WASHINGTON — President Barack Obama on Tuesday proposed budget rules that would allow Congress to borrow tens of billions of dollars and put the nation deeper in debt to jump-start the administration's emerging health care overhaul.
The "pay-as-you-go" budget formula plan is significantly weaker than a proposal Obama issued with little fanfare last month.
It would carve out about $2.5 trillion worth of exemptions for Obama's priorities over the next decade. His health care reform plan also would get a green light to run big deficits in its early years. But over a decade, Congress would have to come up with money to cover those early year deficits.
U.S. & World
News from around the country and around the globe
Obama's latest proposal for addressing deficits urges Congress to pass a law requiring lawmakers to pay for new spending programs and tax cuts without further adding to exploding deficits projected to total about $10 trillion over the next decade.
If new spending or tax reductions are not offset, there would be automatic cuts in so-called mandatory programs — although Social Security payments and the Medicaid health care program for poor and disabled would be exempt and cuts to Medicare would be sharply limited.
"The 'pay-as-you-go' rule is very simple," Obama said. "Congress can only spend a dollar if it saves a dollar elsewhere."
Last month Obama suggested a tougher plan that would prohibit Congress from swelling the deficit in one year by putting off until later years the tax increases or spending cuts to pay for it.
The requirement for legislation to be financed over the coming decade generally mirrors existing congressional rules and reflects the likelihood that Obama's health care plan will add many billions of dollars to the deficit in the early years. Savings and revenues in later years would have to make up for the initial deficits.
Congress lived under a so-called "pay-go" regime in the 1990s and the early years of this decade. But it didn't stop lawmakers from passing President George W. Bush's landmark 2001 and 2003 tax cuts and big increases in farm subsidies without making the required spending cuts elsewhere. A $127 billion surplus in 2001 subsequently turned into deficits over the next four years of $159 billion, $377 billion, $413 billion and $319 billion.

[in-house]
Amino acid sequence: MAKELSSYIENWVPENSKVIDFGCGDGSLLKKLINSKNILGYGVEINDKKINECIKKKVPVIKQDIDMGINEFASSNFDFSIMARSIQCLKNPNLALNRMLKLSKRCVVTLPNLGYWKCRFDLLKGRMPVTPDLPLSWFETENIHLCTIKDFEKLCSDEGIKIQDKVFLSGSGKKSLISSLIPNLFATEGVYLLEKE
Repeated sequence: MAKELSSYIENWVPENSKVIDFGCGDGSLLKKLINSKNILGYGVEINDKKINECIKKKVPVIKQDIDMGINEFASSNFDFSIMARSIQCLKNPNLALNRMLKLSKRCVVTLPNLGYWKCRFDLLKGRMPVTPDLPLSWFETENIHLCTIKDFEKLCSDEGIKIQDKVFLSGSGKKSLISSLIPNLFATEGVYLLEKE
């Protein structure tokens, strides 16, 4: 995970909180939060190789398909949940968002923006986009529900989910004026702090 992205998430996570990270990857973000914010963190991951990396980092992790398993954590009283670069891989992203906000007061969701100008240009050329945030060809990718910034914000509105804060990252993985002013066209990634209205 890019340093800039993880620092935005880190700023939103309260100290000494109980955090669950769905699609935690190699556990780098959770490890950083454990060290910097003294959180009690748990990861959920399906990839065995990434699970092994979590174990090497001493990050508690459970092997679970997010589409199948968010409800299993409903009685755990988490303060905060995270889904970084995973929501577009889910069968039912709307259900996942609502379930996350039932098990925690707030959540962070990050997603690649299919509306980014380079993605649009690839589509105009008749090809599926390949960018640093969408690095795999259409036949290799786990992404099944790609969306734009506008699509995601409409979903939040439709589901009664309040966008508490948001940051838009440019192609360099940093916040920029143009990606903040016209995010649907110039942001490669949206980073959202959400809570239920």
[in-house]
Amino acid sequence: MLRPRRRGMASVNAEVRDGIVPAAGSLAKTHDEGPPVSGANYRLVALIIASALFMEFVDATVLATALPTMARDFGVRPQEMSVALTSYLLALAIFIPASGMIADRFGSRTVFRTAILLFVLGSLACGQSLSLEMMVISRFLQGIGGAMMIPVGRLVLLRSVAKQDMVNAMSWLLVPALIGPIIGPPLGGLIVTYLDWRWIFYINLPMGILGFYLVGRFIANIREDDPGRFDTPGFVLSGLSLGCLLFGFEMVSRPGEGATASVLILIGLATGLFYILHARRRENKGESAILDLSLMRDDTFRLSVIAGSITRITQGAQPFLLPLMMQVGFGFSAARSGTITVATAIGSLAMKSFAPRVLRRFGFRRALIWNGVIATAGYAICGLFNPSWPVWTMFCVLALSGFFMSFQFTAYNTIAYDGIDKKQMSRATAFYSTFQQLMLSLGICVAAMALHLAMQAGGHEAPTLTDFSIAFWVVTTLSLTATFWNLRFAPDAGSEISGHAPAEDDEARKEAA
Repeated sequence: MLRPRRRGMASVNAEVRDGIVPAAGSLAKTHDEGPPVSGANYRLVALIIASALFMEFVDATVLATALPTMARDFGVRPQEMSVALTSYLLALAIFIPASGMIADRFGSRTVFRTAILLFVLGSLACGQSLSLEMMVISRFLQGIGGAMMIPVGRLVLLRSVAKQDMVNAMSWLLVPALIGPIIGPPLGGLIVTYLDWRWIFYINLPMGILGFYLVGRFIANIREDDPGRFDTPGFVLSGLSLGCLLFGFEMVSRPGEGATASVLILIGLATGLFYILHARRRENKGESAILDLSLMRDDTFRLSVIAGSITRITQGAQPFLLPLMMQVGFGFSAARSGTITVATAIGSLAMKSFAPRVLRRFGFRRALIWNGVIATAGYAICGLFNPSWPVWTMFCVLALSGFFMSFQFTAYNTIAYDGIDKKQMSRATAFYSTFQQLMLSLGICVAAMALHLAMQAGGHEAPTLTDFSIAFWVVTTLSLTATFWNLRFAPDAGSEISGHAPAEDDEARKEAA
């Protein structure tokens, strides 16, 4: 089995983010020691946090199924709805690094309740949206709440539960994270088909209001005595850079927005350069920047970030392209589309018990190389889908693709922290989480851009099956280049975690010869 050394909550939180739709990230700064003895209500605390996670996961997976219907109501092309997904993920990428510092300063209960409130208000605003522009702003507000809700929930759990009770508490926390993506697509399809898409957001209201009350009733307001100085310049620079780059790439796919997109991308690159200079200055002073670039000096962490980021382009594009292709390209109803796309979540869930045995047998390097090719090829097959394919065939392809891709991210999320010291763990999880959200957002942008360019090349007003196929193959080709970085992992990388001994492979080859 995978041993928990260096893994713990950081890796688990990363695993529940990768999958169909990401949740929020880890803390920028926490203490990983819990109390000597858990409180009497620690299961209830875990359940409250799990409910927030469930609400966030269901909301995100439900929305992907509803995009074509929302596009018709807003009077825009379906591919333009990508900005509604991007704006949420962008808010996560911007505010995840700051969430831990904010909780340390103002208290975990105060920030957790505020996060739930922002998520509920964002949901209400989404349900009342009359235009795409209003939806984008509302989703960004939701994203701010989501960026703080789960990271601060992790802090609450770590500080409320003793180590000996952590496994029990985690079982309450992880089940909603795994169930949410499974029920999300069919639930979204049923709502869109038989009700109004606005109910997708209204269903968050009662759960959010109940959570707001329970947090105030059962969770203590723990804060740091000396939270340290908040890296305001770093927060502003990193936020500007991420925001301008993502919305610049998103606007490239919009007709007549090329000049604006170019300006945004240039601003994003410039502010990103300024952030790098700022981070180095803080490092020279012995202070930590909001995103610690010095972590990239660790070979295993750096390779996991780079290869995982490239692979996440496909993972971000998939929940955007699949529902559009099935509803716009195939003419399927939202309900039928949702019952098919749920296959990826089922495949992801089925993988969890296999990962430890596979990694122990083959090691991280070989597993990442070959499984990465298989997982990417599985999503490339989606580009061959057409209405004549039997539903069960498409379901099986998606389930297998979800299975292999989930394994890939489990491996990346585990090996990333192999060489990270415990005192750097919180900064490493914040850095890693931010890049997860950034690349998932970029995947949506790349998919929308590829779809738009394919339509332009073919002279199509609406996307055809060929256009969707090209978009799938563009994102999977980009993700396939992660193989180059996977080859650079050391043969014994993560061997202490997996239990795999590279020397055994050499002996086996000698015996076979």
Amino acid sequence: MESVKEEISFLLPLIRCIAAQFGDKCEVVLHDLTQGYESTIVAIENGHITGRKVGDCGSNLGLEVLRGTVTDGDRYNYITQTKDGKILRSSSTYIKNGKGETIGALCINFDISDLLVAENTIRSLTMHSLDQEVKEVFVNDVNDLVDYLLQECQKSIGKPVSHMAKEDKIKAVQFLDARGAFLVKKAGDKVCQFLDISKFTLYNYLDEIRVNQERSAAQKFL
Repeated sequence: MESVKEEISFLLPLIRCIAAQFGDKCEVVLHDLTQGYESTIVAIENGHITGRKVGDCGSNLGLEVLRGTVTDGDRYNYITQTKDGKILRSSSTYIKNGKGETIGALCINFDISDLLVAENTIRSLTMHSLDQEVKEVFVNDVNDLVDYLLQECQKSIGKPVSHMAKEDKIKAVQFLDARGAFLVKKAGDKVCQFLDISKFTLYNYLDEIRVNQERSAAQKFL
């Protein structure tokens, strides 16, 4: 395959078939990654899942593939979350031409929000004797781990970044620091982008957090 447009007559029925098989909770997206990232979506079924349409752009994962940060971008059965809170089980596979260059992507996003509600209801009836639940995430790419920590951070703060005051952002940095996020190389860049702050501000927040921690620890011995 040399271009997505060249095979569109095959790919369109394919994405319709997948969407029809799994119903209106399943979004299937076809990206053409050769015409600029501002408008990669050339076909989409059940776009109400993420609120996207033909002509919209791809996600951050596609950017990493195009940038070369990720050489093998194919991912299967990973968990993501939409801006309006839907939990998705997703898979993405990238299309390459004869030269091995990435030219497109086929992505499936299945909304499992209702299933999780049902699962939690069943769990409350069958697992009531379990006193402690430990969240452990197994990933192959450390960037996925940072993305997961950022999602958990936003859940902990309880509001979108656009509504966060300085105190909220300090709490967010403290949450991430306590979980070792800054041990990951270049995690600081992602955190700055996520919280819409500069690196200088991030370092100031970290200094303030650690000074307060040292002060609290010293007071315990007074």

The rules still exist and lawmakers routinely find ways around them. For example, a bill to effectively double GI Bill education benefits was enacted last year. Congress also regularly waives the rules to pass an annual "patch" to the alternative minimum tax, sparing some 20 million families from a $2,000 tax increase on average.
Still, Democrats profess a faith in pay-as-you-go rules.
"It is no coincidence that this rule was in place when we moved from record deficits to record surpluses in the 1990s — and that when this rule was abandoned, we returned to record deficits that doubled the national debt," Obama said.
In fact, the surpluses of the late 1990s were largely due to a huge influx of tax revenues from a booming economy.
Rep. Dennis Moore, D-Kan., said the House is likely to pass Obama's latest proposal next month. The plan faces far tougher sledding in the Senate, where Budget Committee Chairman Kent Conrad, D-N.D., has expressed serious reservations.
Conrad said Obama's proposal does nothing about the fiscal perils the country already faces, including deficits that the Congressional Budget Office predicts will average nearly $1 trillion a year over the next decade.
"I remain concerned about the potential effect of this proposal on American farmers, seniors and veterans," said Sen. Max Baucus, D-Mont., chairman of the Senate Finance Committee.
Republicans said new budget rules ring hollow in the wake of the Obama-championed $787 billion stimulus package and other deficit spending. They said legal limits on appropriations should be put into place as they were in the 1990s, though such "caps" were easily evaded when surpluses appeared.
Congress is just ramping up the annual appropriations process, which in the House would award increases averaging 12 percent to non-defense programs. Obama's proposal does not include the comparable "caps" from the 1990s.
"Time after time this year, Democrats have ignored calls for fiscal responsibility," said House GOP leader John Boehner of Ohio. "We don't need more rhetoric and gimmicks. We need action to tackle the tremendous fiscal challenges facing this nation."
Obama's proposal would require future tax cuts to be financed by tax increases elsewhere. But again, he carves out several exceptions, including for an extension of Bush's tax cuts due to expire in 2011 and relief from the alternative minimum tax.
The federal deficit is on pace to explode past $1.8 trillion this year, more than four times last year's all-time high. The record borrowing is credited with pushing up interest rates, which could imperil chances for a recovery later in the year.